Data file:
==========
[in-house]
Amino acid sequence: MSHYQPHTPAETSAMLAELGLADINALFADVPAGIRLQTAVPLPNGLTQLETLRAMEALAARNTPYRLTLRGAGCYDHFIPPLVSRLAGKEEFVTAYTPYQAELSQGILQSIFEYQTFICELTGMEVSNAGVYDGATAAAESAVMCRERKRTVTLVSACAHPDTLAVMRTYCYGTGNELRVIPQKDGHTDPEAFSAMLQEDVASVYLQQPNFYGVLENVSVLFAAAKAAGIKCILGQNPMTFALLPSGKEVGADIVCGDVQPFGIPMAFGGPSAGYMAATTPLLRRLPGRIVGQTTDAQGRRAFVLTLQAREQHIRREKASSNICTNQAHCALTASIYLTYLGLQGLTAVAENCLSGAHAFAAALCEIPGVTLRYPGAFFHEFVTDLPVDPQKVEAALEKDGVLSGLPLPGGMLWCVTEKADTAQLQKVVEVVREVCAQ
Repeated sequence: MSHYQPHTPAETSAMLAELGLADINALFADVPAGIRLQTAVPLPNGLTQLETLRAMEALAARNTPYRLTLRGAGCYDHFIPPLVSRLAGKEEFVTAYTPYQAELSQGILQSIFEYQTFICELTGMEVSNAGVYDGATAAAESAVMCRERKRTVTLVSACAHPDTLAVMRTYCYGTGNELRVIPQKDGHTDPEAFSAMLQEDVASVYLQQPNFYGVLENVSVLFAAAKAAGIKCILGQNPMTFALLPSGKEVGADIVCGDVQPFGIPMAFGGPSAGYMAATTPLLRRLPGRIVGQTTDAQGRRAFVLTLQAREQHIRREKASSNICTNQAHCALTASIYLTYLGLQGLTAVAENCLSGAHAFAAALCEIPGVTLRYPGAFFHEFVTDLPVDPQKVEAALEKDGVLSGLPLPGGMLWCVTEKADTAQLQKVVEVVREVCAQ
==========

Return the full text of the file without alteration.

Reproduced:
[in-house]
Amino acid sequence: MSHYQPHTPAETSAMLAELGLADINALFADVPAGIRLQTAVPLPNGLTQLETLRAMEALAARNTPYRLTLRGAGCYDHFIPPLVSRLAGKEEFVTAYTPYQAELSQGILQSIFEYQTFICELTGMEVSNAGVYDGATAAAESAVMCRERKRTVTLVSACAHPDTLAVMRTYCYGTGNELRVIPQKDGHTDPEAFSAMLQEDVASVYLQQPNFYGVLENVSVLFAAAKAAGIKCILGQNPMTFALLPSGKEVGADIVCGDVQPFGIPMAFGGPSAGYMAATTPLLRRLPGRIVGQTTDAQGRRAFVLTLQAREQHIRREKASSNICTNQAHCALTASIYLTYLGLQGLTAVAENCLSGAHAFAAALCEIPGVTLRYPGAFFHEFVTDLPVDPQKVEAALEKDGVLSGLPLPGGMLWCVTEKADTAQLQKVVEVVREVCAQ
Repeated sequence: MSHYQPHTPAETSAMLAELGLADINALFADVPAGIRLQTAVPLPNGLTQLETLRAMEALAARNTPYRLTLRGAGCYDHFIPPLVSRLAGKEEFVTAYTPYQAELSQGILQSIFEYQTFICELTGMEVSNAGVYDGATAAAESAVMCRERKRTVTLVSACAHPDTLAVMRTYCYGTGNELRVIPQKDGHTDPEAFSAMLQEDVASVYLQQPNFYGVLENVSVLFAAAKAAGIKCILGQNPMTFALLPSGKEVGADIVCGDVQPFGIPMAFGGPSAGYMAATTPLLRRLPGRIVGQTTDAQGRRAFVLTLQAREQHIRREKASSNICTNQAHCALTASIYLTYLGLQGLTAVAENCLSGAHAFAAALCEIPGVTLRYPGAFFHEFVTDLPVDPQKVEAALEKDGVLSGLPLPGGMLWCVTEKADTAQLQKVVEVVREVCAQ